Saturday, November 24, 2012
Here's my article on California wine tourism just published in USA Today's Go/Escape travel magazine, on newstands the second week of December, and the lead page of an article on affordable Burgundies in the controlled circulation publication, Drinks magazine (go to www.drinksmag.com).
Thursday, November 22, 2012
Le Relais Saint-Jacques is a charming small Parisian hotel just up the hill from the Pantheon in the Latin Quarter on the Seine's Left Bank. Recently, I had just returned from a walk around Ile St-Louis and a satisfying lunch at Le Lutetia on the Quai Bourbon, then taken a brief nap in my room before returning downstairs to read in the hotel's Salon Louis XV, which I had completely to myself. Eventually, I noticed the beads of chilled water on the exterior of the zinc Champagne tub near the bar and, above these beads, the neck of a bottle of Roederer peeping down at me. It was time for a drink. Not sure if the bar was open, I stirred around and saw a bunch of slips near the resting Champagne. They were headed: "Honesty Bar." I was familiar with the concept of "honor bars," but had never seen one in a hotel and never heard one called an honesty bar. And so, I poured a tall flute of Roederer Brut Premier, noted my name and room number on the slip next to the nine euros mark, took up a small dish of crusted hazelnuts to munch on and contently continued reading, feeling honest and with my honor refreshingly restored.
Monday, November 12, 2012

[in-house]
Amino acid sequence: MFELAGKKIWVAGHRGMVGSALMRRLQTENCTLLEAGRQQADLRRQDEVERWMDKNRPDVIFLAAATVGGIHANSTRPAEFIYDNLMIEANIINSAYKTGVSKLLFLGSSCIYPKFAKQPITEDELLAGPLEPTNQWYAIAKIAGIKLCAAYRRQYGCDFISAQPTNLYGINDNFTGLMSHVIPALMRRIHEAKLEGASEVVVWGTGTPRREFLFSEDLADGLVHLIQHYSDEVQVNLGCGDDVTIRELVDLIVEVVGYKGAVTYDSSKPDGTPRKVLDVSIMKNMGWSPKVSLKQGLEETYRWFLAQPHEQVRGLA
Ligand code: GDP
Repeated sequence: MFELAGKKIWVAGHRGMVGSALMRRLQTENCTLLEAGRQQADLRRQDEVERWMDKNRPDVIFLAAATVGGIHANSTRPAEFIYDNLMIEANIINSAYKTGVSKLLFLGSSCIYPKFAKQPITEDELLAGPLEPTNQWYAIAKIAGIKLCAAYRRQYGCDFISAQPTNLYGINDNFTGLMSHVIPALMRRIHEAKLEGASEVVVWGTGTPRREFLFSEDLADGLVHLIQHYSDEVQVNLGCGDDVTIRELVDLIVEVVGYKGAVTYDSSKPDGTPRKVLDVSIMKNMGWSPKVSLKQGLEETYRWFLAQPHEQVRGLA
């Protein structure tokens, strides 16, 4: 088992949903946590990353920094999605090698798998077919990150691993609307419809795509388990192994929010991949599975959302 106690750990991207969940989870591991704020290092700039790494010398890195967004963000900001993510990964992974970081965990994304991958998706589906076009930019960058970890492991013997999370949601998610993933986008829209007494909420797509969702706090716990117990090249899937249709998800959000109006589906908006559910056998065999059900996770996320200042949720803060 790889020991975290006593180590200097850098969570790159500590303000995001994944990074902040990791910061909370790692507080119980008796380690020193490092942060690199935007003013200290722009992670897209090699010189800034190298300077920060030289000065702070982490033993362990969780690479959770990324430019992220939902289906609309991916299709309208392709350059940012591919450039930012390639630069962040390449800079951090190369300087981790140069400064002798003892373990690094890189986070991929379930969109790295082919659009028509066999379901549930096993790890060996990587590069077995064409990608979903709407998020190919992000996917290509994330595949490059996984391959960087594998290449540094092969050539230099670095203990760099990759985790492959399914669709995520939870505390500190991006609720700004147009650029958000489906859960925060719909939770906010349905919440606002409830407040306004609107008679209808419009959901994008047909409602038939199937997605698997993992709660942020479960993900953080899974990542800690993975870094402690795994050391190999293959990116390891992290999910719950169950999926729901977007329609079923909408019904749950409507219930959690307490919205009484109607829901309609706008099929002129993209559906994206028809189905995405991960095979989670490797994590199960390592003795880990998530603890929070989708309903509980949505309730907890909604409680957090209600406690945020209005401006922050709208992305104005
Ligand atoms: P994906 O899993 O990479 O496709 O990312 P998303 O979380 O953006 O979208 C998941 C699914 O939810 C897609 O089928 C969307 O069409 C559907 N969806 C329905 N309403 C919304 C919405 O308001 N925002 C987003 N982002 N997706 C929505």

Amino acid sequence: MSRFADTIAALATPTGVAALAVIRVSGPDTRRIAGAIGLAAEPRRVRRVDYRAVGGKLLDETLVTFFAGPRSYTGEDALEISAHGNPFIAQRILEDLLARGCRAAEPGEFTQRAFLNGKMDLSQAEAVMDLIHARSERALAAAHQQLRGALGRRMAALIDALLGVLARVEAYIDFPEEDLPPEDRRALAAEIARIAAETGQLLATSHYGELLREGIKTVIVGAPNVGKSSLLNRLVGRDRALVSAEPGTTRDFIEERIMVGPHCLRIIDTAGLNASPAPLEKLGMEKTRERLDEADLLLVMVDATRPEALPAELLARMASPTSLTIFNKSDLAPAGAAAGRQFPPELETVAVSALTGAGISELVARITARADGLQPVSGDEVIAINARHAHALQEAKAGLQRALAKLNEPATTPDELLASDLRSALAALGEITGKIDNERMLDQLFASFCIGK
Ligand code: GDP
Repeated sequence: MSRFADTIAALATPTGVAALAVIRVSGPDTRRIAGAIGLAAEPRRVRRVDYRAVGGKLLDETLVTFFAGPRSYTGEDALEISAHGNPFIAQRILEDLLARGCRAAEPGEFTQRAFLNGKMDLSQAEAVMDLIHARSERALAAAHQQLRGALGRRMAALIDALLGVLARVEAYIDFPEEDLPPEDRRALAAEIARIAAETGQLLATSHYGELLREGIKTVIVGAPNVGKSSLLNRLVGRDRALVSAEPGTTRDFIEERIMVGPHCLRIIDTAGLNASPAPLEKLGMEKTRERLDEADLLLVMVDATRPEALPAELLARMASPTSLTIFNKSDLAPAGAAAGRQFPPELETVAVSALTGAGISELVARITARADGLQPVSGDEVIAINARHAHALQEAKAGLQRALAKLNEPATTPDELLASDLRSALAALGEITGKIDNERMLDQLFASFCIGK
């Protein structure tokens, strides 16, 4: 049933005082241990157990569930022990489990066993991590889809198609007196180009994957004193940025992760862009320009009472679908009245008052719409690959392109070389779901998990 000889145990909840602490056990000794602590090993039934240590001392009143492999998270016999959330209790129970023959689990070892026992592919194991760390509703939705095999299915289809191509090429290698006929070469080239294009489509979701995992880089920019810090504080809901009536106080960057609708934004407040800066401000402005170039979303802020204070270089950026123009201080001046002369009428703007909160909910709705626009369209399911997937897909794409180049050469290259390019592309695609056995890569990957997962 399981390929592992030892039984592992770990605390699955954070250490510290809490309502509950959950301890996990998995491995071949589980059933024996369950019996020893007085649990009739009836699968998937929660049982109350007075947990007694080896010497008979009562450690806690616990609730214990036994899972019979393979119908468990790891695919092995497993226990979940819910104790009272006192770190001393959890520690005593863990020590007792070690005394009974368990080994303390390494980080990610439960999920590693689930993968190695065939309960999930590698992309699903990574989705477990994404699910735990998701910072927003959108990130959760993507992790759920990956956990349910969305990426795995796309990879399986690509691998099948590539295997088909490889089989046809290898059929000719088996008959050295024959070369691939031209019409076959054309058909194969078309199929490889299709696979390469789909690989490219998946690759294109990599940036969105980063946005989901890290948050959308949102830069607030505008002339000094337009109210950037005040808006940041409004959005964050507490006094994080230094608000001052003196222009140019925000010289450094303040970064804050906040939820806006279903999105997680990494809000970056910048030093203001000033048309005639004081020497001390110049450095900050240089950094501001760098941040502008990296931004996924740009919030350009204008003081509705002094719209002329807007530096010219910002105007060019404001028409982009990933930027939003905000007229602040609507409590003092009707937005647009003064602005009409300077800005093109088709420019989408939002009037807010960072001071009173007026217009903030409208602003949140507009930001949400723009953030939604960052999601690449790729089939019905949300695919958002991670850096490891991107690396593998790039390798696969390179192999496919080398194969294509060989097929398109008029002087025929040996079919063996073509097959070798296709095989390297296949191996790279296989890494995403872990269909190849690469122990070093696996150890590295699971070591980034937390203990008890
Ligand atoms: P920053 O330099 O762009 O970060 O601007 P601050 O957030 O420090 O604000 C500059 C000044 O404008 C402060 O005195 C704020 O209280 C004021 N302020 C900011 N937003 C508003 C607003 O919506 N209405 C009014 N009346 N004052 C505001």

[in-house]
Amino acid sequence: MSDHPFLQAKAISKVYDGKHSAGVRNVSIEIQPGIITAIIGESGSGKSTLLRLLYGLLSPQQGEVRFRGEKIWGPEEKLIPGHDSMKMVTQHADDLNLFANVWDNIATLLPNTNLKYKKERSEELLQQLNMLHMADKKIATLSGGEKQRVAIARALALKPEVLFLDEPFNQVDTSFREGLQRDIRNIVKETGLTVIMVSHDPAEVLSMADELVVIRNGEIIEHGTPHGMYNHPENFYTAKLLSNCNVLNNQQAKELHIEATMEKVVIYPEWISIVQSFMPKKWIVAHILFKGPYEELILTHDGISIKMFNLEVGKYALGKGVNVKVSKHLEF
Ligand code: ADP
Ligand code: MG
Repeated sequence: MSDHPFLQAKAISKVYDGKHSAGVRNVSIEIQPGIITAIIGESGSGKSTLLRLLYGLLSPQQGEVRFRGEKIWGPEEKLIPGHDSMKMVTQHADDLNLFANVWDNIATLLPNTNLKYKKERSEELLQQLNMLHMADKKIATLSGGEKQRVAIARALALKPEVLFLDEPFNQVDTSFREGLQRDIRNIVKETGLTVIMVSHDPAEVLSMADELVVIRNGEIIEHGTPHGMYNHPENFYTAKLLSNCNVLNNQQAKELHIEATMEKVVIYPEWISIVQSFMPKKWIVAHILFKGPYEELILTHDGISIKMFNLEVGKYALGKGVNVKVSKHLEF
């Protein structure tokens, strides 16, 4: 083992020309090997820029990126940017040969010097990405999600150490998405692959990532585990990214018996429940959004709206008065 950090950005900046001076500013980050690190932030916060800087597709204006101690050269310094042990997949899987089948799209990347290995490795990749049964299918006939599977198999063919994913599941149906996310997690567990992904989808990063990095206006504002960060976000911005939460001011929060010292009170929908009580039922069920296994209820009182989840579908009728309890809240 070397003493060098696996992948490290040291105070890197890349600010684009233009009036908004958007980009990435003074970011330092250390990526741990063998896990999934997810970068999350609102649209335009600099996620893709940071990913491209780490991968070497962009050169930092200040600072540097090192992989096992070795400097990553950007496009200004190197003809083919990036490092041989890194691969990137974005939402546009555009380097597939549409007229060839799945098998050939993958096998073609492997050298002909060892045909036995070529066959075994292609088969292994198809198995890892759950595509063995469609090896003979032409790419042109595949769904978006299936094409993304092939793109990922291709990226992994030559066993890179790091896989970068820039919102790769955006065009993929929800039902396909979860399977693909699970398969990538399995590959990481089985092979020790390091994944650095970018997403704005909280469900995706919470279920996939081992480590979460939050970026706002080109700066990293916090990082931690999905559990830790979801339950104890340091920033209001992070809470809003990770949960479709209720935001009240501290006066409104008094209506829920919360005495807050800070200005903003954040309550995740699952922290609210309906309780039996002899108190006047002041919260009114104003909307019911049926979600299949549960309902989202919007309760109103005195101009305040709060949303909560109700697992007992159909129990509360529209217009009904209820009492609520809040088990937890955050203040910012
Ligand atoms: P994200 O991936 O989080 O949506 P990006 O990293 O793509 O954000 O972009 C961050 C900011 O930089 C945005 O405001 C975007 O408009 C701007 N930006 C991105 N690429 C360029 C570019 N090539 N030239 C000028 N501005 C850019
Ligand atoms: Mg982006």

Yesterday, a friend invited me to go with him to the Raiders-Raven football game at Baltimore's M&T Stadium. Before we took our seats on a bright, sunny afternoon, we decided to each have a barbecue sandwich and the first of a couple of draft beers. As we munched on the sloppy but delicious sandwiches, I was struck by how satisfying the cold Bud Lite was - crisp yet creamy and what the French would call "fresh" if they were dissecting one of their wines. It also took me back to when I first "learned" to drink beer years ago when I was attending Morris Harvey College in Charleston, WV. A commuter student, I had a steady ride home with Eddie Halstead, who was a couple of years older and much more world-wise than I. We would stop by Joe Christian's place along Elk River Road and drink Pabst Blue Ribbon on tap. Once I got past the "fills you up" phase when you wonder how can someone drink a full glass of this, I began savoring how refreshing beer was. I had the same feeling a few years later when Joe Milner and I would go drinking with our students at Mag's Ham Bun in Scottsdale when we both taught journalism at Arizona State. In those years, teachers and undergrads would party together without fear of permanment banishment from academe or being judged politically incorrect. Anyway, the cold Coors on tap was great to cut the dessert heat outside, even as we bemoaned the reactionary politics of the Coors family at that time. A boycott was discussed, but the idea was lost after the first pitcher. So as I finished my Bud yesterday and contemplated another, I thought about how, in our current beerophile stage we seek out lumbering, ponderous, monster beers from exotic ingredients, we ought to occasionally just relax and enjoy a simple, one-note draft beer the way wine lovers learned to relax and order a glass of refreshing Albarino. It might make a good slogan: "Bud Light - The Albarino of Draft Beers." Or perhaps not. (By the way, the Ravens obliterated the Raiders, 55-20.)